New Legislation to End Unfair Tipping Practices
Employer practices in respect of tips and gratuities have been the subject of considerable media attention recently, particularly with regards to how they are distributed to employees. To address these issues, the Minister for Employment Affairs and Social Protection (the “Minister”) announced on 11 June 2019 that she intends to bring new legislation to end unfair tipping practices and to provide increased transparency to customers and greater protection to employees.
The Minister plans to:
- amend the Payment of Wages Act 1991 so that tips cannot be used by employers to satisfy contractual rates of pay; and
- require employers to clearly display their tips and gratuities policy as well as outline how service charges are distributed.
This announcement comes in the wake of the release of the Low Pay Commission’s (the “LPC”) Report on tips and gratuities in recent months. The report was commissioned after the National Minimum Wage (Protection of Employee Tips) Bill was initiated in the Seanad in 2017 (the “2017 Bill”).
The Government will oppose the 2017 Bill on the basis of the LPC’s recommendation against introducing substantial regulation or primary legislation in respect of tips and gratuities.
The LPC considered that the 2017 Bill was unworkable and that it could have negative consequences for low paid workers which could lead to a reduction in take-home pay.< Date Published: 10 October 2018
New Legislation to End Unfair Tipping Practices
New legislation to end unfair tipping practices and increase transparency for consumers and employees were announced by the Government today. The new legislation will ensure that service industry workers get all of the tips left by customers.
The government previously made a call for evidence on tipping practices in 2015, followed by a consultation on proposals to ensure fairness for workers.
The proposals in the consultation included:
- updating the voluntary code of practice on discretionary service payments to put it on a statutory footing;
- increasing transparency for consumers to ensure that discretionary payments for service are truly voluntary; and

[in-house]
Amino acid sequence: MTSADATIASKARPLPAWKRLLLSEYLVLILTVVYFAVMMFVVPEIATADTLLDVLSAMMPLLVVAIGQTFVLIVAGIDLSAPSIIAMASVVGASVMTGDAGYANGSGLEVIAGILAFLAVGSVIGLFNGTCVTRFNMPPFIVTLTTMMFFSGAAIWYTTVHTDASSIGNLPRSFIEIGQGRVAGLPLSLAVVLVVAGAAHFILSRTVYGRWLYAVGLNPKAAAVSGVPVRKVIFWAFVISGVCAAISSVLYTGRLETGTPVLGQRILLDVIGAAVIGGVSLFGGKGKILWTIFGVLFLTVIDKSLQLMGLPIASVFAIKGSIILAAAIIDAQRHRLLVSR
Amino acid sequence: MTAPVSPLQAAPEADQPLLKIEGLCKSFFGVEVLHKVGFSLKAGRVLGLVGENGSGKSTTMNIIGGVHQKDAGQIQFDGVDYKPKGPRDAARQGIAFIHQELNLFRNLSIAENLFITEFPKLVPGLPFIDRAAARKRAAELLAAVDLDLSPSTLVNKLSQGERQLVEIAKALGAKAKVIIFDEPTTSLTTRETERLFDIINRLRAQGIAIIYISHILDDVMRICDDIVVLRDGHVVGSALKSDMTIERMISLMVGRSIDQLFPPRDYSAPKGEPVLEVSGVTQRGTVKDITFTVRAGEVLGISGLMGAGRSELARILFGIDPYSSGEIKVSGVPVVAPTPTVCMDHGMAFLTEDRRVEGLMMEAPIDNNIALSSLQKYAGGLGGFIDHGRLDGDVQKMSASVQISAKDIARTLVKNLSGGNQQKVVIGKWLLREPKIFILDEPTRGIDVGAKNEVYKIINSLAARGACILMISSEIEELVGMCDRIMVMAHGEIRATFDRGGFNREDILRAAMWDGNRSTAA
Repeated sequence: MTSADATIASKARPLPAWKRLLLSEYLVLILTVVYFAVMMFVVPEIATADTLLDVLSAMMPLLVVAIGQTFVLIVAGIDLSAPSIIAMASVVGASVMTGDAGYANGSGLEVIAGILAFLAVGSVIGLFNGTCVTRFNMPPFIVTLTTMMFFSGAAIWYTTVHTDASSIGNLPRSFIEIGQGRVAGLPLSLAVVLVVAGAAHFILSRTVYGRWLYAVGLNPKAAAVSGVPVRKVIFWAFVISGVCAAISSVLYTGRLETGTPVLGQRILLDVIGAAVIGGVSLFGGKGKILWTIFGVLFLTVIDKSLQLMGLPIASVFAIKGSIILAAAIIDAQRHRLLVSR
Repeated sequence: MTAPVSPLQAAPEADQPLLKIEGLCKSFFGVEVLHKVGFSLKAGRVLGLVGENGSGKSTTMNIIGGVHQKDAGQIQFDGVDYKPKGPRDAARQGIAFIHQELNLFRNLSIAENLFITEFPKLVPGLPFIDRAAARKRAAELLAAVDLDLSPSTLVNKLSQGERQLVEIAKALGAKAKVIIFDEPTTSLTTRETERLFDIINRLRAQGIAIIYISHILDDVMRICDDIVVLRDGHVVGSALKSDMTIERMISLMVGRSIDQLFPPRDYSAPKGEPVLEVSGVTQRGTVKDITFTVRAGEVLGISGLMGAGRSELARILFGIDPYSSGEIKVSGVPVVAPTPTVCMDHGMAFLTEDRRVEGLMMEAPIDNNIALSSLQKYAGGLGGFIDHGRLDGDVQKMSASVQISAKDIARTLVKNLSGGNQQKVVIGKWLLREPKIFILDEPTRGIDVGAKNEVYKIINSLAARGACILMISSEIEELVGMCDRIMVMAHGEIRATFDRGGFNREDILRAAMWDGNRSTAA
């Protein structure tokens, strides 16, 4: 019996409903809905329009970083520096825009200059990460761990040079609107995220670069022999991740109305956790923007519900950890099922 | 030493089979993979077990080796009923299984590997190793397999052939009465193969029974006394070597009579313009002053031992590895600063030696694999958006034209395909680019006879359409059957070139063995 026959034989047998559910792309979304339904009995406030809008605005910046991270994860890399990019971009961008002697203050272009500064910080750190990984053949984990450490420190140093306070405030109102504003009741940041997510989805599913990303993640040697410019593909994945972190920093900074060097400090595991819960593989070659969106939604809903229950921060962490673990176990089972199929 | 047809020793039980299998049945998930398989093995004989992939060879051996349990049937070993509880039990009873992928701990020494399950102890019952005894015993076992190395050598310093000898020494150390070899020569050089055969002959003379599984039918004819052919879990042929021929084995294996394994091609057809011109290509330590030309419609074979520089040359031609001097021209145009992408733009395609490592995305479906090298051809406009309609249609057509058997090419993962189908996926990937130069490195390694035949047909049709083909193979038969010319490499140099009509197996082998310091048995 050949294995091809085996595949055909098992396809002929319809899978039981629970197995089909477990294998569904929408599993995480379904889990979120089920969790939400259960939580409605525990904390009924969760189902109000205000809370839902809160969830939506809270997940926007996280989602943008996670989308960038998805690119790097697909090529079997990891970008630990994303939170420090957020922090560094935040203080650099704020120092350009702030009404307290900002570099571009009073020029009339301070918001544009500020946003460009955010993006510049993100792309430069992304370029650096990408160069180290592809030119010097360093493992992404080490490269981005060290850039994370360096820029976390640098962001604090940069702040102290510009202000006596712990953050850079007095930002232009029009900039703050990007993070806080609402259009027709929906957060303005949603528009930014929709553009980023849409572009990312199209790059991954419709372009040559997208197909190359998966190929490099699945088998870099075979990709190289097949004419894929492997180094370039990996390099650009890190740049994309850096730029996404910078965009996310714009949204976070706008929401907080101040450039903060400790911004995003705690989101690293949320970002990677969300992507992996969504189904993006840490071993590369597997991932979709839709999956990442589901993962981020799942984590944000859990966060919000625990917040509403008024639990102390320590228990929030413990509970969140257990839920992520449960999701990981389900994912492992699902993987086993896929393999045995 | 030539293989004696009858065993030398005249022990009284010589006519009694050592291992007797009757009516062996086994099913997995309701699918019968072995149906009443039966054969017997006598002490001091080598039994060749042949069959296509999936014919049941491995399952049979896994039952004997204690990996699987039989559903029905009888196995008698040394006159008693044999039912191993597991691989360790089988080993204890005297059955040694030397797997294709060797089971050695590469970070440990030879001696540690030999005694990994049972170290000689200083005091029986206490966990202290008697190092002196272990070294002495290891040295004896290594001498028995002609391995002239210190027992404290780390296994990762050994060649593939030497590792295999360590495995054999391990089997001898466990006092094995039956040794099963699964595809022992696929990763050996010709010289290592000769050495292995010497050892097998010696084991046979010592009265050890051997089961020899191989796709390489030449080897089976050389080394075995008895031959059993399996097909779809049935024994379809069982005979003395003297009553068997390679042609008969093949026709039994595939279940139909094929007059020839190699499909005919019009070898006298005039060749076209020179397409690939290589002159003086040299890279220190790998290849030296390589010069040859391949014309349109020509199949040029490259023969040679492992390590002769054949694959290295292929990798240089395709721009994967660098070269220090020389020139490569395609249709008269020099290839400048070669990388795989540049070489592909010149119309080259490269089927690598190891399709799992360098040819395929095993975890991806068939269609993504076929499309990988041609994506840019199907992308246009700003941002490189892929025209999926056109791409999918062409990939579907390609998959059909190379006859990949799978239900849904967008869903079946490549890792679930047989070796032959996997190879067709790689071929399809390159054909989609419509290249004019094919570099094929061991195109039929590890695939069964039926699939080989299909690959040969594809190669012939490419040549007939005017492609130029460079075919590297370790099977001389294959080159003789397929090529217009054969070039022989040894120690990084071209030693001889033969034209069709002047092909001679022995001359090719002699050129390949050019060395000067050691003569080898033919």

- preventing or limiting any employer deduction (e.g. administration fees) from discretionary payment for service (other than tax deductions).
New Plans to End Unfair Tipping Practices
New plans to end unfair tipping practices and increase transparency for consumers and employees were announced today (2 May 2016) by the Business Secretary Sajid Javid.
Following a call for evidence on the tipping practices in the hospitality, leisure and service industry last year (2015), the government has launched a consultation on its proposals to secure a fairer deal for workers.
The consultation paper reflects the evidence received from consumer, worker and employer groups, and sets out the government’s proposals for the handling of tips and service charges. They include:
- updating the current voluntary code of practice and putting it on a statutory footing to increase employer compliance
- increasing transparency for consumers to make it clearer that suggested discretionary payments for service are discretionary and that consumers are free to choose
- preventing or limiting any employer deduction from discretionary payments for service, except for those required under tax law
Business Secretary Sajid Javid said:
We’ve been very clear. As a one nation government we want workers who earn a tip to be able to keep it. That’s why I, like many others, was disappointed by the tipping practices of some of our well-known chains. This has to change.
Today I’m setting out our proposals to make tipping fairer, clamping down on unfair practices and securing a better deal for the millions of workers in the service industry. We will look closely at all the options, including legislation if necessary.
Underlying all the proposals is our aim that additional payments for service should be voluntary to the consumer; received in full by workers where appropriate; and transparent to the consumer who makes them.
Currently there is no legal requirement for the treatment of discretionary payments for service regarding the proportions that go to employers and workers. The voluntary code of practice was introduced in October 2009 to improve the information available on tips, gratuities, cover and service charges and to increase transparency in this area.
The call for evidence received nearly 200 responses and there was broad agreement that current practices were not clear for workers or consumers, and change was needed to better understand how tips are distributed.
Worker groups called for a requirement for 100% of tips to be paid to workers. The majority of customers would prefer to see all tips either going to the employee (61%) or shared in a tronc without any employer control (23%). Employers were more supportive of retaining the current treatment of discretionary payments for service; maintaining their flexibility to reward workers but increasing the transparency of actions.
In addition the government is considering:
- whether to ban or restrict the levying of table sales charges on staff – a fee paid by waiting staff based on their sales during a shift
- how to incentivise and increase the prevalence of well managed tronc systems.
A recent survey by OpenTable found that 87% of UK customers always leave a tip and that the average percentage of the bill left is 9%.
The consultation closes on 27 June 2016.
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